BTW, there are three other games out there which include race from the very beginning. Only one has been published (Mythus), but Unhallowed and Changeling also include race. In my rewrite of Mythus I also include races for the non-human species, though the Alma are actually a different species of human.

    In any case, one thing I try to do is to look at the question of race from the viewpoint of a native of AErth. For an inhabitant of Albion, for example, someone from Benin is viewed by as an exotic curiosity than as an object of contempt. Such a person is more apt to be invited into homes; because his visit will be an interesting conversation piece for weeks after, and he will have stories to tell.

    Warning, the URL is long, and I’ve forgotten how to do the HTTP properly. Anyway the Human racial charts can be found at:


    Note that about half the possible results are people of mixed race, and they may include other major races as well. I also game the Alma and the Gnomes races of their own, because they also live separated from others of their kind, in over the generations differences will appear.

  32. Forgive me if I’m necroing a conversation, but I was under the impression that the fantasy south america/meso was Antiva since Zevran from DA:O used a Spanish word (or it was possibly Italian, I don’t have much experience with either language) and had a very over done accent. As well as Josephine who had dark skin and had an accent as well. Of course, it could be an easier equivalent to Spain instead, but I’ve seen others see them as representation.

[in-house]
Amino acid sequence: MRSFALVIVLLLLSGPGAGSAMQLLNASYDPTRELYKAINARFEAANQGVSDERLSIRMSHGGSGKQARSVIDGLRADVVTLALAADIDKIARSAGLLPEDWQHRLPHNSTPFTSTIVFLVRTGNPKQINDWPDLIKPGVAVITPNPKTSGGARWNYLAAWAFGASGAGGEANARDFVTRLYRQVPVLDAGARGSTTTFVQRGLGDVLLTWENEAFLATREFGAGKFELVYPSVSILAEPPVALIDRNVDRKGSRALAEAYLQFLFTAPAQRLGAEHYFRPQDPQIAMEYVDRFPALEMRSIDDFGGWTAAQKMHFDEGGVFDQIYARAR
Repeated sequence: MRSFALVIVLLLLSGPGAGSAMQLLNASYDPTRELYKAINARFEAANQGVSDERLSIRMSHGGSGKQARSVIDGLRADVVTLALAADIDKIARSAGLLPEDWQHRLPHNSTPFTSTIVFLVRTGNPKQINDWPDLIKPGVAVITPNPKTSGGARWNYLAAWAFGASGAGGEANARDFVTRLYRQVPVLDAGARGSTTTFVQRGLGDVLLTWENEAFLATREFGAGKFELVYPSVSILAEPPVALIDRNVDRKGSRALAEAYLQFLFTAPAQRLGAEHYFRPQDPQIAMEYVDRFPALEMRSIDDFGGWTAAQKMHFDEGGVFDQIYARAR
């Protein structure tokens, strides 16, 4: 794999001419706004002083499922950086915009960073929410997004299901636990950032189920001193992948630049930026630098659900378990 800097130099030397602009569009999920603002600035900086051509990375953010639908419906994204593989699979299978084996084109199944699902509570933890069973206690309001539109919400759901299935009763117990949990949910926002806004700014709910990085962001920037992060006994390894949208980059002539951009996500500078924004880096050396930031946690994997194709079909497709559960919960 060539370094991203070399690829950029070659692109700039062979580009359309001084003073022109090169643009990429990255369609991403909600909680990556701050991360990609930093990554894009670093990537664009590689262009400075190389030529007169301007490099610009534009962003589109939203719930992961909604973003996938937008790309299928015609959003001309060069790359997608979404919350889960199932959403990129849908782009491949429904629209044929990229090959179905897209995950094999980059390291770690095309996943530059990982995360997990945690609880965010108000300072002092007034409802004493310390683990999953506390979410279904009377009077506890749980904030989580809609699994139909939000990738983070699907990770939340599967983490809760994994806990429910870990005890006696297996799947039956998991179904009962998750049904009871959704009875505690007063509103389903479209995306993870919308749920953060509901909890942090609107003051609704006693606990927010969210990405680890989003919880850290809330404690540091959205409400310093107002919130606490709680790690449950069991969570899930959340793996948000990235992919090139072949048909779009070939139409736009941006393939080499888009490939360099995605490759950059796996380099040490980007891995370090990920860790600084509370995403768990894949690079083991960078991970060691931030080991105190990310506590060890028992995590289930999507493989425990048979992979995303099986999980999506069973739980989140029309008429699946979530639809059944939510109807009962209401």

33. A few remarks concerning the whole ‘race in Thedas’ issue. If you look at the basic setup of the Dragon Age franchise, in particular the map and the role of the different races, and go back to the first game, it’s not hard to figure it out.

    Thedas is an upside-down map of Europe, minus Asia and Africa. Tevinter is vaguely Romano-Byzantine, Rivain was intended to be ‘vaguely Spanish’ and Antiva as ‘vaguely Italian’. A lot of fantasy settings, particularly in gaming, are only superficially developed, in particular when the franchise is young and unproven. BioWare went for something that was simple, recognisable and only ‘there’ as an outline. It is hard to prove 100% without having any knowledge of the original worldbuilding notes (if any) by BioWare’s writers, but they probably just envisaged a ‘white’ Thedas, with people in the north (Thedas is in it’s world’s southern hemisphere) being a bit more brown than their southern cousins. Duncan (who was half Ferelden and half from ‘vaguely German’ Anderfels in the game, but this was changed to half-Rivaini in a novel by David Gaider that came out just before the first game) and Isabela’s looks in the first, respectively second games seem to reflect this. Isabela in particular looks reminiscent of paintings of Andalusian women or Spanish gypsy women. Or any sun-burned Mediterranean women for that matter.

    At some point, the absence or presence of black characters in DA became an issue on BioWare’s forums. Gaider himself came forward claiming that Isabela was originally intended to be ‘black’, but problems with the game engine made this hard to realise. At the same time, it’s not clear what he actually meant by ‘black’ (he later once admitted he didn’t have a clear view on what was black).

    It does seem that in more recent times, BioWare did make a concerted effort to introduce diversity, though it appears to be oriented towards people of African ancestry. Isabela’s backstory was extended, so her name is no longer Spanish (Isabella minus one l), but turns out to be originally ‘Naishe’, while the Rivaini people as a whole have been given a distinctive origin in a distant region far to the northwest. In a sense Rivain, once ‘vaguely Spanish’, has been turned into the equivalent of Hammerfell, the province of Tamriel in the Elder Scrolls games. Hammerfell acts in that series as the homeland of all the humans who have a clearly African phenotype. Hammerfell, too, was colonized by humans who came from a distant overseas homeland and therefore have different origins from the majority European-looking humans of Tamriel.